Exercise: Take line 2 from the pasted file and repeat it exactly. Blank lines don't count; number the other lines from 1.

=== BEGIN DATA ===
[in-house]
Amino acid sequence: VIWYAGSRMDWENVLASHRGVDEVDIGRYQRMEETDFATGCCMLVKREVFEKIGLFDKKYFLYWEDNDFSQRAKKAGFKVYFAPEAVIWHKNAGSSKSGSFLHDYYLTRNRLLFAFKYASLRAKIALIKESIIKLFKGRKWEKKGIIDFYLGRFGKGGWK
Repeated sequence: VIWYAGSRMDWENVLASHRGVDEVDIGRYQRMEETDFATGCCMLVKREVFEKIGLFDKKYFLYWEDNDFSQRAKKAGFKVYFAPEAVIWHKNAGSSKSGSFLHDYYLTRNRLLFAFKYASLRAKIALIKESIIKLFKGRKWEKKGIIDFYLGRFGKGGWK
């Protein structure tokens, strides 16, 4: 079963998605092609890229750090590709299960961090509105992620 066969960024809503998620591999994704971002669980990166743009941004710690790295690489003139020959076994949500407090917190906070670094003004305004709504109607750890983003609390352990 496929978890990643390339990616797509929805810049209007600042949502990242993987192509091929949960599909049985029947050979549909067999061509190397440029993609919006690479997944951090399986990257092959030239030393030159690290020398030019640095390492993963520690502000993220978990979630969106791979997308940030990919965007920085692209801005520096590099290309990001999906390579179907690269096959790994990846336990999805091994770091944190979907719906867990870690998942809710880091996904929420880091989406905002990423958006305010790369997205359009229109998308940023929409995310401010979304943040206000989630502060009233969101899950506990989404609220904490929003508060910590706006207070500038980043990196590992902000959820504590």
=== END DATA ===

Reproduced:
Amino acid sequence: VIWYAGSRMDWENVLASHRGVDEVDIGRYQRMEETDFATGCCMLVKREVFEKIGLFDKKYFLYWEDNDFSQRAKKAGFKVYFAPEAVIWHKNAGSSKSGSFLHDYYLTRNRLLFAFKYASLRAKIALIKESIIKLFKGRKWEKKGIIDFYLGRFGKGGWK